As this was my first time in Breda, I’ve decided to get there the day before the race and have some spare time for seeing the place and getting in the mood of the race. While visiting the city Center was an easy task (Breda didn’t seem to be a very big city), getting in the right mood for the race was a more difficult task! Except a few posters here and there advertising the race and an under construction stage in the Grote Markt, there weren’t any serious signs that next day more than 2000 runners will run in a global event.
Sunday morning… race day and the start is at an unusually late hour… Luckily I have to go to the Gemeente to pick up my bib. Worried that it may get crowded I follow the organizer’s advice and get there early… it’s around 9:00 AM and I managed to get my bib number in under 5 minutes… Back at the hotel and it’s time for breakfast… a very long one as I have plenty of time to kill. Back in the room and I can’t find my place. I need to move. I try on the short sleeve KWF t-shirt and decide to go out to see how’s the temperature. It started raining and it’s a bit chilly… 7 years of sun in Cyprus left their mark on me. I go up and change to a long sleeve t-shirt. I’m impatient (no surprise there) and want to run…
Around 12:00 I leave the hotel and have a short walk to the Kasteel van Breda, the starting point of the race.
I have a last chat with my girlfriend, one last GoPro lesson, we find a place for her and I enter the castle. I’m a bit sorry for not having my phone with me as there were some good opportunities for some photos: the inner court of the castle, the catcher cars and some (Dutch) celebrities out of which I’ve recognized only Ricardo van Rhijn (Ajax football player).
The race starts as expected at 13:00 and is probably one of the worst starts I’ve witnessed in my amateur athlete career. About 200-300 meters into the race the road got narrower and became a nice bottle neck for the 2000+ runners which had to take a nice crowded stroll (check the video below recorded by my paparazzi if you don’t believe me).
Also, I’m not sure how the split into starting groups was done… initially I’ve estimated I’ll be running 32km (ended up running 40km before being caught by the catcher car) and still had quite a few runners in front of me… among them people who seemed to be on a leisure cruise, one guy who stopped after about 300m in the middle of the road (NOT KIDDING) to tie his shoe laces and his friends felt obliged to stop in front of me and wait for the poor fella – a very good occasion to get a very nice push which almost knocked me to the ground and led to a nice chat with the “running buddy” who pushed me.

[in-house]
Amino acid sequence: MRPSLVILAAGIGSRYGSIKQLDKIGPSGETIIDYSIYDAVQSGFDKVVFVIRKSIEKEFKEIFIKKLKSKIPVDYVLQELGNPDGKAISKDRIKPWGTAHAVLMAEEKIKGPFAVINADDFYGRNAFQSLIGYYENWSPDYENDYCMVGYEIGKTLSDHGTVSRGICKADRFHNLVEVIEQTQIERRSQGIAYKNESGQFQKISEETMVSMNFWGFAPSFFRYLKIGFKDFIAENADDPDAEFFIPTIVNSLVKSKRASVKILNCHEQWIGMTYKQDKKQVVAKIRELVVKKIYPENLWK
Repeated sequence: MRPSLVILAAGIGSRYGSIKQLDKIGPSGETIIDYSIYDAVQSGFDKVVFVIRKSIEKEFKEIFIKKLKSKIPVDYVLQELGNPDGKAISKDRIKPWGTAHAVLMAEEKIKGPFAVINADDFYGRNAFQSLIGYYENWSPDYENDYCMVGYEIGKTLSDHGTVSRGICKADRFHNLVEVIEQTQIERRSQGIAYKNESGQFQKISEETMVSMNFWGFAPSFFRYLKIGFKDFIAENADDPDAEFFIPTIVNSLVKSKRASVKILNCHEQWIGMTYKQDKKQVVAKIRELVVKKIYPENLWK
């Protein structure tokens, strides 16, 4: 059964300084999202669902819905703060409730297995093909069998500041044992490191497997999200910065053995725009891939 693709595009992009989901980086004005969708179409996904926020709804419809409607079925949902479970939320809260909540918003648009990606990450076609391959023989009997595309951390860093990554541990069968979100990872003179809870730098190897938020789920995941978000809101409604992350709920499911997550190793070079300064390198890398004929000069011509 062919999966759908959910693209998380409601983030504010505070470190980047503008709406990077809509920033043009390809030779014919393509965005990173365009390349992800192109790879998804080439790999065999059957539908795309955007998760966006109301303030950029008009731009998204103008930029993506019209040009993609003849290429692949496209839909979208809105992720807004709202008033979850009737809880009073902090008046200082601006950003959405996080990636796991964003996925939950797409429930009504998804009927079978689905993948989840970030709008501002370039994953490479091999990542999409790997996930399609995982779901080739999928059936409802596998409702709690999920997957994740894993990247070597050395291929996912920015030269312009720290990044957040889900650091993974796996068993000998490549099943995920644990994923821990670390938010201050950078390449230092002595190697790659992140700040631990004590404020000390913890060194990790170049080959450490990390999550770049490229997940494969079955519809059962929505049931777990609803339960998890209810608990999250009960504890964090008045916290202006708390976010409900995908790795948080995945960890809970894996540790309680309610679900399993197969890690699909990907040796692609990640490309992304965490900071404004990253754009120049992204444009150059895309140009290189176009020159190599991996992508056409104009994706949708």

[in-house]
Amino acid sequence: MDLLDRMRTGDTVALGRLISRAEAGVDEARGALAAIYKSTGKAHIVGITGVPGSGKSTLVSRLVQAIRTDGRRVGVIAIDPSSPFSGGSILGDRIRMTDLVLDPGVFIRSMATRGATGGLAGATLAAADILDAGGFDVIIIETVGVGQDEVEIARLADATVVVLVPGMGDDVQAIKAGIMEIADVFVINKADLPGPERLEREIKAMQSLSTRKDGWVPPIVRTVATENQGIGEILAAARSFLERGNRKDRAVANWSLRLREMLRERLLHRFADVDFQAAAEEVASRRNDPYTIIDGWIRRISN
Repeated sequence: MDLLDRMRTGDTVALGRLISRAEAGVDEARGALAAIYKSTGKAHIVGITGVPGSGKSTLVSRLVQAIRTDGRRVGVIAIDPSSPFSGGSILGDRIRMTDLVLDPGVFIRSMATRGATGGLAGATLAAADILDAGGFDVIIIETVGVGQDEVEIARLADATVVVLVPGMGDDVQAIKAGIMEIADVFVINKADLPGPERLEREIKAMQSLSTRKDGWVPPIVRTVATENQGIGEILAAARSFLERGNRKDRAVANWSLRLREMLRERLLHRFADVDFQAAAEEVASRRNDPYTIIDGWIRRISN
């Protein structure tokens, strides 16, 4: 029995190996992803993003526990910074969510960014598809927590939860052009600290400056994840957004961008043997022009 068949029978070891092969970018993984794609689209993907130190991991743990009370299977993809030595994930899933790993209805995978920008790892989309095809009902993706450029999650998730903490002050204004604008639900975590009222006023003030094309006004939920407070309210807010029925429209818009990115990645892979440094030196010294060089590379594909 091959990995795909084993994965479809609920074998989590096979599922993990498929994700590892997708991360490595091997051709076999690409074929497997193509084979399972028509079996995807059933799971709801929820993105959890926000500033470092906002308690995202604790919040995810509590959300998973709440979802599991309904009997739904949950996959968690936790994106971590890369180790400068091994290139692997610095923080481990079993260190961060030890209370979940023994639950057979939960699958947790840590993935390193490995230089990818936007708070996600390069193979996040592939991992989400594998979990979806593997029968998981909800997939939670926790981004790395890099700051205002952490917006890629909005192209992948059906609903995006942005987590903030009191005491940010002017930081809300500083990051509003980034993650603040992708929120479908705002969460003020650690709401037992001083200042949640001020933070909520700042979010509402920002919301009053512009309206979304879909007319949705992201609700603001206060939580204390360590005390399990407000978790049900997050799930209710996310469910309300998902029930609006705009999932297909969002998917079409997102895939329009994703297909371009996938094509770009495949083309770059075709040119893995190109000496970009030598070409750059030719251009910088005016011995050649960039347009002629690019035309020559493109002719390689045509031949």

Luckily, I’ve survived the start and managed to get immediately in a very good pace (the push must have helped), which actually worried me a little – although I knew the race course was quite flat, the weather during the race wasn’t exactly the best. While The Netherlands doesn’t have mountains, it sure has wind and rain… and on Sunday we had both. By the 20th kilometre I was soaking wet, but doing excellent by picking runners in front of me as rabbits and taking over them if possible. I also have a few guys on my back… I turn and tell the guy behind me not to be shy – we can switch the rabbit role and work together 🙂 He laughs…
For the next few kilometres we play cat and mouse…
By the 30th kilometre I was still in an excellent condition, but lost my rabbit… that’s it, he’s too fast. I also realize that I could actually get to the 38km mark before the catcher car would show up.
I get to the 35th km and there’s my lost rabbit! I shout “I’m back” – we laugh and have a quick hand shake. Now I’m the faster one…
I keep running and the 38th and 39th kms are the most difficult ones feeling my legs a bit tired, but seeing the catcher car behind me does miracles: I actually manage to accelerate a bit and I’m running under 5 minutes/km again.
I’m caught up by Tim Coronel and his catcher car just before the 40km mark (officially I ran 39.96km) which was a bit frustrating, but still an amazing feeling. About 10 runners gather at the 40th km to wait for the bus… we never met before, but shake hands, congratulate one another and talk about running like we’d be old friends. That’s why I love running!
The bus finally arrives, we all get back to Breda and the event is over for this year.
I have mixed feelings. I know I did great – 40km in 3:01 and the 10th runner in The Netherlands. I also really loved the concept of the race, it’s spirit and most of all what it stood for… it’s such a small thing to run a race and pay an entrance fee, but the overall result and amount raised could make a big difference for those affected by spinal cord injury. For this, I can only say a big “thank you” to all organizers for managing such a big event and directing 100% of the entrance fees to spinal cord injury research.
On the other hand I believe the organization in Breda could have been better especially from the communication point of view (and I’m not the only one): while the other local events were posting plenty of updates online and provided photos and videos from the events within hours, there were no or very few updates coming from Breda although plenty of people had question.
Thank you Wings for Life for a great event!
I will be back!
Below’s my Strava activity for Wings for Life and the video from the event (thank’s to my paparazzi for recording and taking some pics for me).
Until next time, happy running!